British Idiom wins stretch battle with Donna Veloce to take Breeders' Cup Juvenile Fillies
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Stuart Grant said he could “bang on for donkey’s years” after the $2 million Breeders’ Cup Juvenile Fillies on Friday at Santa Anita. He had every right, for the filly who inspired his witty reply, British Idiom, had just won the division’s championship race, completing an unbeaten season that undoubtedly will bring her an Eclipse Award.

“Who doesn’t love a British idiom?” he said of picking a name inspired by some British friends of his.

Well, certainly not those connected to the 2-year-old filly, nor those who backed her on Friday. British Idiom ($7.40), the second choice, wore down favored Donna Veloce in a long stretch drive to prevail by a neck, her third win without a defeat, each win at a different track.

Bast finished 1 3/4 lengths farther back in third, then came, in order, Perfect Alibi, Wicked Whisper, Lazy Daisy, Comical, K P Dreamin, and Two Sixty.

Grant, who races as Elkstone Group, owns British Idiom in a partnership that includes Michael Dubb, the Madeket Stables of Sol Kumin, and the Bethlehem Stables of Mike Caruso. They acquired British Idiom for a bargain $40,000 as a yearling at Fasig-Tipton in October 2018 on the advice of bloodstock agent Liz Crow.

British Idiom, a daughter of Flashback, won her debut sprinting in August at Saratoga, then in her second and most-recent start captured the Grade 1 Alcibiades at Keeneland. That two-turn experience proved pivotal.

Donna Veloce only had one race under her girth, but it was so impressive her connections decided to give her a chance in the Juvenile Fillies, even though she would be making her two-turn debut in a race of this magnitude. No horse has ever won a Breeders’ Cup route race off one prior start, but she nearly pulled it off.

A hot pace was anticipated, and it materialized, but not with all the expected participants. Two Sixty, Bast, and Wicked Whisper all went quickly into the first turn, speeding through the opening quarter in 22.71 seconds. Donna Veloce, who started from the rail and figured to be part of the pace, was behind horses into the first turn, then worked out a stalking trip under a clever ride from Flavien Prat.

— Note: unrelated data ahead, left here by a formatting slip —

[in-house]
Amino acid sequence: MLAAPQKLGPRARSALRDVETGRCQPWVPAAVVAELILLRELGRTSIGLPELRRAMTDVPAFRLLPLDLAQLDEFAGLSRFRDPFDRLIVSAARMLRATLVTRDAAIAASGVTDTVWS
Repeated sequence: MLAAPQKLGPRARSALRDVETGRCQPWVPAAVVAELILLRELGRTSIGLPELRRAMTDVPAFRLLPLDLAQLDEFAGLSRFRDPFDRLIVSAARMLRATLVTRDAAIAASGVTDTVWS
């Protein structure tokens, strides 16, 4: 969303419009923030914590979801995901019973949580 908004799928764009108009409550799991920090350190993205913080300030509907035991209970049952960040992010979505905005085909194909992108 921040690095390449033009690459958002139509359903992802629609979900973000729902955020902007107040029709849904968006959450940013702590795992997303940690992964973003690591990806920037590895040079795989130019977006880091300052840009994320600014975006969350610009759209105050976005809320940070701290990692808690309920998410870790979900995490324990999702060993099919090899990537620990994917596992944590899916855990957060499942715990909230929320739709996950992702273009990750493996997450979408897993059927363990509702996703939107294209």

British Idiom “got bounced around” early, jockey Javier Castellano said, but since she figured to come from off the pace, it was not a serious issue.

“It was a hot pace. I wasn’t in a rush,” Castellano said.

As the field neared the far turn, following a torrid half-mile in 46.02 seconds, Two Sixty began to yield, and Donna Veloce loomed up outside Bast and Wicked Whisper, with British Idiom now making up ground, too.

“She was maybe a little farther back than I thought, but they were going fast,” said Brad Cox, who trains British Idiom.

The leaders passed the midway point on the far turn in 1:11.93 for six furlongs, and the early pace was taking a toll. Donna Veloce hit the front just outside the eighth pole, but British Idiom got the best of her late, with a final time of 1:47.07 for 1 1/16 miles on the fast main track. She earned a Beyer Speed Figure of 79, the second lowest in the history of the race.

Both Castellano and Prat thought the difference was that British Idiom had two races, one around two turns, and Donna Veloce only had the one sprint.

“Education is important with young horses,” Castellano said. “My filly got to go two turns for the first time in the Alcibiades. The other only had only run one time.”

Prat said it was simply a matter of “first time going a mile and sixteenth for my filly, the other filly had gone a mile and a sixteenth before.”

Simon Callaghan, who trains Donna Veloce, said he could “only be extremely proud of the way she ran.”

British Idiom will be the second Eclipse Award winner trained by Cox, who trained the 2018 champion 3-year-old filly, Monomoy Girl, for a similar ownership group. British Idiom’s major goal next spring will the Kentucky Oaks, which Monomoy Girl won in 2018.

Cox said British Idiom is similar to Monomoy Girl in that they “have a similar mindset.”

“This filly has handled everything really well,” he said. “This was her first time on a plane.

British Idiom won’t race again this year. She’ll head with Cox this winter to Fair Grounds, where Cox is based.

“Fair Grounds has produced a lot of Kentucky Oaks winners, so I think she’ll take a similar path to Monomoy Girl,” said Cox, who said he’d first discuss plans with the ownership group.

Bob’s your uncle.

 

Courtesy of Daily Racing Form

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